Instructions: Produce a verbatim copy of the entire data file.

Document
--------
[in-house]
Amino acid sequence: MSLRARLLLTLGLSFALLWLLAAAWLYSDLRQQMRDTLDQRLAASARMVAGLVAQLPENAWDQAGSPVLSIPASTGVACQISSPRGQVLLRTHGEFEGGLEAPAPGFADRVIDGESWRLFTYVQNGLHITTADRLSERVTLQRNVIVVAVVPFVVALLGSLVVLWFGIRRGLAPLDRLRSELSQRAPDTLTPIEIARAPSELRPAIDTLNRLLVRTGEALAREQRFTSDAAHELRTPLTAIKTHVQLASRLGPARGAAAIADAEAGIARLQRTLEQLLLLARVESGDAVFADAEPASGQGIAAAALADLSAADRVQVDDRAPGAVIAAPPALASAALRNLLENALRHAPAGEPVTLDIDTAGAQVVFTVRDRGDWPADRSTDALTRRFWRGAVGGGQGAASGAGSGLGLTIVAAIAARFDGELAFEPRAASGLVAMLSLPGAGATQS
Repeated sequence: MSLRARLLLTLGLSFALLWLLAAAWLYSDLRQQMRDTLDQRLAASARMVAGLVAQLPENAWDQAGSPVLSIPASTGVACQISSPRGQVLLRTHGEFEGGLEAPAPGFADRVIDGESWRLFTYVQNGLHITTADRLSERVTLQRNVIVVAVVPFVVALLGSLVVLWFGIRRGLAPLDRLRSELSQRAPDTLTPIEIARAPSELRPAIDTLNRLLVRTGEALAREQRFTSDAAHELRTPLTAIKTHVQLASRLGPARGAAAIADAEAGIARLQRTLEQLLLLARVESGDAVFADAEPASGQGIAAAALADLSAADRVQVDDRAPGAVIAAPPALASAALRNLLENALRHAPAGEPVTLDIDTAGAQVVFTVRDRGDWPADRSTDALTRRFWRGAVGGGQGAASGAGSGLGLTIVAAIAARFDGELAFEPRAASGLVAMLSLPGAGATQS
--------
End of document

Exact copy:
[in-house]
Amino acid sequence: MSLRARLLLTLGLSFALLWLLAAAWLYSDLRQQMRDTLDQRLAASARMVAGLVAQLPENAWDQAGSPVLSIPASTGVACQISSPRGQVLLRTHGEFEGGLEAPAPGFADRVIDGESWRLFTYVQNGLHITTADRLSERVTLQRNVIVVAVVPFVVALLGSLVVLWFGIRRGLAPLDRLRSELSQRAPDTLTPIEIARAPSELRPAIDTLNRLLVRTGEALAREQRFTSDAAHELRTPLTAIKTHVQLASRLGPARGAAAIADAEAGIARLQRTLEQLLLLARVESGDAVFADAEPASGQGIAAAALADLSAADRVQVDDRAPGAVIAAPPALASAALRNLLENALRHAPAGEPVTLDIDTAGAQVVFTVRDRGDWPADRSTDALTRRFWRGAVGGGQGAASGAGSGLGLTIVAAIAARFDGELAFEPRAASGLVAMLSLPGAGATQS
Repeated sequence: MSLRARLLLTLGLSFALLWLLAAAWLYSDLRQQMRDTLDQRLAASARMVAGLVAQLPENAWDQAGSPVLSIPASTGVACQISSPRGQVLLRTHGEFEGGLEAPAPGFADRVIDGESWRLFTYVQNGLHITTADRLSERVTLQRNVIVVAVVPFVVALLGSLVVLWFGIRRGLAPLDRLRSELSQRAPDTLTPIEIARAPSELRPAIDTLNRLLVRTGEALAREQRFTSDAAHELRTPLTAIKTHVQLASRLGPARGAAAIADAEAGIARLQRTLEQLLLLARVESGDAVFADAEPASGQGIAAAALADLSAADRVQVDDRAPGAVIAAPPALASAALRNLLENALRHAPAGEPVTLDIDTAGAQVVFTVRDRGDWPADRSTDALTRRFWRGAVGGGQGAASGAGSGLGLTIVAAIAARFDGELAFEPRAASGLVAMLSLPGAGATQS